In those years, a first mover advantage was significant. Bayt managed to lead the market for 4 years before any of the large International players entered MENA. Competition benefited Bayt and helped grow the market, as more money and resources were invested in educating businesses on online recruitment market. The only challenge it created was price competition. When the likes of Monster and Naukri came into the Middle East, they were able to offer customers much lower prices relative to, since their offices were based in India and therefore had a much lower cost structure. In order for Bayt to ensure market leadership, it had to reduce prices, which impacted the potential of the business. However, despite this problem and as a result of the first mover advantage, strong sales execution and amazing product offering that Bayt had, they were able to capture 70% of the job site market in the Middle East.

Selling the packages in the early days was a huge problem, with slow connections and limited bandwidth, meaning that giving product demos would take many minutes and hours vs. seconds today. Even with these infrastructure constraints, the value proposition was clear and more companies were jumping on board. Migrating jobs from print to online was the future and businesses eventually adopted this strategy, especially as continued to grow its database of CVs (now sitting at close to 20m). Today the company does over $20m in sales and even launched several new tech ventures through its sales network across the region. The most notable being GoNabit, founded by Dan Stuart ( and Sohrab Jahanbani, which was sold to Living Social in 2011 after only 1.5 years of operations. Bayt, driven by its entrepreneurial founders, continues to explore new ventures, both internally (through new product offerings for its customers) and externally through launching new tech ventures (Doctoruna and YallaMotor). Mona Ataya, one of the co-founders who was CMO of, started her own venture, Momzworld, which is a leader in its category and has raised venture capital.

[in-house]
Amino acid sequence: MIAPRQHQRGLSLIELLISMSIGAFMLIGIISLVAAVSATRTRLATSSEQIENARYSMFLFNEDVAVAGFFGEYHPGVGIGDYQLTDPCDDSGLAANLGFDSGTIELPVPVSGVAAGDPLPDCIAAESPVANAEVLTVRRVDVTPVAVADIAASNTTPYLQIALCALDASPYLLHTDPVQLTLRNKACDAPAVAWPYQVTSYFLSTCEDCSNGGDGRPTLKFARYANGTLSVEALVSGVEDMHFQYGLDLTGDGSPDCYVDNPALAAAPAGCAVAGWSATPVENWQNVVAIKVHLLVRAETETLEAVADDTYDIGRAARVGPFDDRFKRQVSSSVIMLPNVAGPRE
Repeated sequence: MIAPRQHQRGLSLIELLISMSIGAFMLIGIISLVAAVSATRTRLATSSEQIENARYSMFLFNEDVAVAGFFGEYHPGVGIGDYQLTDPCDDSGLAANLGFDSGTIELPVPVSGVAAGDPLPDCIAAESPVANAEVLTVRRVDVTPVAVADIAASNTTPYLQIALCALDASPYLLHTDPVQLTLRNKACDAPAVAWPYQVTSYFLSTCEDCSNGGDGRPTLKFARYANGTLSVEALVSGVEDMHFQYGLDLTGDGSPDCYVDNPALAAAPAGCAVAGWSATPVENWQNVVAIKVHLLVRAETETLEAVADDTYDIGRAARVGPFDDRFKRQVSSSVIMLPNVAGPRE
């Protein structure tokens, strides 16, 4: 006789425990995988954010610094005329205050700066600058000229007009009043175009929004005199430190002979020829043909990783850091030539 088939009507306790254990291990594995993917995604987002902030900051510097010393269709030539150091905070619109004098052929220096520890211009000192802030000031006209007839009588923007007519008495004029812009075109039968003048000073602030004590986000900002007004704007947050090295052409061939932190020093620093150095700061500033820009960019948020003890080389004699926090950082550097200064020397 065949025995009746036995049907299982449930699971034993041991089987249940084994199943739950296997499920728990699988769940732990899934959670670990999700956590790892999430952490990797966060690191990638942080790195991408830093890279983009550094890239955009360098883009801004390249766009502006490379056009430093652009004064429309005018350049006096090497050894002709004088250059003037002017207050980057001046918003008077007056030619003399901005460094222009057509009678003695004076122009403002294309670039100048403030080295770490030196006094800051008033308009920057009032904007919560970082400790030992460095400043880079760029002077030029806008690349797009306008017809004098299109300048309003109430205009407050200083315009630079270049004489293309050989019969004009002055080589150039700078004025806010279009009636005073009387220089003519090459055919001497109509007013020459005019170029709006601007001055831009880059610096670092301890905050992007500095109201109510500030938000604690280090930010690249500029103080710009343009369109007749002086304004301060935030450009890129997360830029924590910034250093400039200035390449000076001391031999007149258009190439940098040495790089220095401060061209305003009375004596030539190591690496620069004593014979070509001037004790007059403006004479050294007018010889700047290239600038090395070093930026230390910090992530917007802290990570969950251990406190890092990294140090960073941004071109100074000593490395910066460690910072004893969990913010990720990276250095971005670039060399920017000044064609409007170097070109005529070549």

Bayt is a great example of the importance of building an amazing founding team, especially ones with experts that cover the key areas of the business. They were an execution machine, and I believe that they could have dominated the job site category in any market they chose, including the US (which was still relatively small at the time they launched). These Internet pioneers and amazing entrepreneurs continue to help grow the entrepreneurial ecosystem today through the launch of new startups and investing in early stage ventures, and without them there would be fewer success stories that we could learn from.

I am very optimistic about what the future holds for the founders, and the graduates of, and I commend them for their impact, accomplishments and contribution to our entrepreneurial ecosystem.